8 hours in New York: Macarons to Mac & Cheese

I was fortunate enough to tag on a day in NYC visiting a friend to a work trip to DC this week. I felt so much pressure – one day in New York – what would I do with it, and more importantly – what would I eat?

I’m not stranger to NYC. I’ve visited about 30x. before. I’ve hit some highlights in the past. So I decided to take some pressure off myself and just hit a few key places s that were currently on my mind.


First on the last – Bouchon Bakery. I have a new appreciation for the place since I bought the cookbook late last year and tried my hand at the TKO recipe (that hand failed – read out that misstep here). I was going to show those treats who was boss by eating the perfect versions from my cookbook without having to make them myself. And why not try a few other things while I’m there? We ordered a TKO (Thomas Keller Oreo), Better Nutter (fancy pants riff on a Nutter Butter) and a mango-coconut macaron. Luckily, I was hanging with my friend I met at my first big PR job about 10 years ago – Angela – and she was down with sharing. I showed that TKO who was boss.

Next up – We bought tickets to a one-woman off broadway show, Chicken & Latkes by Rain Pryor (Richard’s daughter) and had about an hour to burn before it started.



Call me crazy (maybe?), but I was in Times Square and just had to check out Guy Fieri’s American Kitchen and Bar restaurant. Yeah, I’m a “foodie” – but I’m also not going to ignore the New York Times scathing review that I read 6x when it came out. Could it really be as bad as they said? I was sure it wasn’t. Angela was up for the “adventure” and we bellied up to the bar.

The hits:

  • The BBQ pork shredded taco stacks were tiny but tasty. Served with lime on the side, they were right up my alley.
  • The restaurant’s décor was really well done. A mix of Edison bulbs and lights to look like a TV studio – the fonts on the walls – the little touches everywhere. Bravo on décor.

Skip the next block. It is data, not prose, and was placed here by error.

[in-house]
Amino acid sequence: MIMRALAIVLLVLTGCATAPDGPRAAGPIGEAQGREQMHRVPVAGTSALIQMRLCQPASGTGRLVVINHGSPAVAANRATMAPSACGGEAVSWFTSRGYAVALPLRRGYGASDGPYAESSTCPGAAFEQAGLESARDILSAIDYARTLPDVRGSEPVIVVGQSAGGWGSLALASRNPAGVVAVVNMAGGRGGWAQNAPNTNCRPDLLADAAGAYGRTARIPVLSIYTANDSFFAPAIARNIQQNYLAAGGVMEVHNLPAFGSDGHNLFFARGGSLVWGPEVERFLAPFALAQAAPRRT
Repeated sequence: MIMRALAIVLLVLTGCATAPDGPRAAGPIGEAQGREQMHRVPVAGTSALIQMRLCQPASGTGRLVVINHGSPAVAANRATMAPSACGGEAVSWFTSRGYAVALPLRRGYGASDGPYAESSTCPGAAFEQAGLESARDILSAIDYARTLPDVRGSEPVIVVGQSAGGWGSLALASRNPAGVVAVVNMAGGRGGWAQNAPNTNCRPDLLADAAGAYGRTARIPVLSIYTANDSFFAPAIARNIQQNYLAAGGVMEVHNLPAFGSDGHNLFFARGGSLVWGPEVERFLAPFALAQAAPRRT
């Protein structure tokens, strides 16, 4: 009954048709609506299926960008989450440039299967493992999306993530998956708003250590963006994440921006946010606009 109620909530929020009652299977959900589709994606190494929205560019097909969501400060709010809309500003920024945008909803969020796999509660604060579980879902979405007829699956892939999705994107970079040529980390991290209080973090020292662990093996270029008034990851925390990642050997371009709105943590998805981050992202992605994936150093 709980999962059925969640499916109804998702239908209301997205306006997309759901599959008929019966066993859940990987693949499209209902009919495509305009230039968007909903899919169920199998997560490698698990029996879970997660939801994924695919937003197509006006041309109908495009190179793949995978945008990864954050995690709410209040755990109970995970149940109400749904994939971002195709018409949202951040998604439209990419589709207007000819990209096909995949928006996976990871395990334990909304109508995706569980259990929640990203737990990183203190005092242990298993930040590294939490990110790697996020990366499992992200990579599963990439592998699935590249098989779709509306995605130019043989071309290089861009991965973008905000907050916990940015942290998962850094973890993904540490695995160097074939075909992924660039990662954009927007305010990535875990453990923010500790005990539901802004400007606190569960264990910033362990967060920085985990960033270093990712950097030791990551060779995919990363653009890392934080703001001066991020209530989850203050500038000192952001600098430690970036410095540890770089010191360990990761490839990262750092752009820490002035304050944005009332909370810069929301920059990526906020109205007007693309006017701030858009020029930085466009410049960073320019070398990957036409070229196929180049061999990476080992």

• Our service at the bar was good.

The misses:

  • The merch – I know they feel they have to offer something for everyone – but the Kulinary Kween hat was cringe worthy.
  • How they sat guests – this restaurant is HUGE, just like the NYT’s said. I went to scope the whole place out on my bathroom break and it was vast. There were two dining rooms in the back with only one family each in them. Did they ask to be sat alone in no-mans-land? Doubtful. When your numbers are down, keep the people who are there close together for better energy.
  • The list of drink specials we received were holiday themed. It’s February. I don’t want to see a “Reindeer” anything on a menu anymore. It was just a one-sheeter. Seems easy enough to delete the Reindeer and Egg Nog drinks, leave the rest and print a new copy. Is it just me? This added to feeling like I was in a mostly-empty time warp.

The “eh – take it or leave its”:

  • We ordered the pretzel covered chicken fingers and they were okay. I mean, I ordered chicken fingers – what did I expect?
  • Again, the merch – some stuff was cool. A Guy Fieri frying pan for $30 bucks seems like a fun option. Chip clips – not so much.

All in all, I think the Times was a little harsh on Guy. It’s a big restaurant near Times Square. Given the options in the immediate area, I felt like it was solid. The prices were decent and if you wanted a kicked-up Hard Rock Café experience, it was just the ticket.

Then we went to our show. It was fun and interesting to go to a tiny theatre and feel like you were more of a part of it. There were maybe 50 people there (it was Superbowl Sunday, so she had some competition). 

As the show let out, we had Mac and Cheese on the brain. I know those Mac and Cheese only restaurants were making a splash 5 years ago in NYC, but I never made it to one and I was ready this trip to go find one. After checking on Yelp reviews, Angela decided it was worth the trek to get to S’Mac in the Village for our Mac and Cheese fix.


There were a lot of options, but I did the more standard four cheese (cheddar, muenster, gruyere and pecoino). I wanted to know just how good one of their more regular ones was vs. buffalo chicken or something I had no context to compare to. Angela was more adventurous and tried the Parisienne (brie, figs, roasted shitake mushrooms and fresh rosemary). Both were delicious. Hers was more like a special casserole. Also interesting to me while there were the condiment options on the table. It seemed like half the guests were dousing their Mac and Cheese in ketchup. Is this a thing? I’ve never seen this before. Do they know something I don’t? Sounds gross, but now I want to try it out. I snagged one of the small paper menus with the full listing of menu options so I could try them out at home (my own versions).

All in all, not a bad 8 hours of eating my way through the city. 


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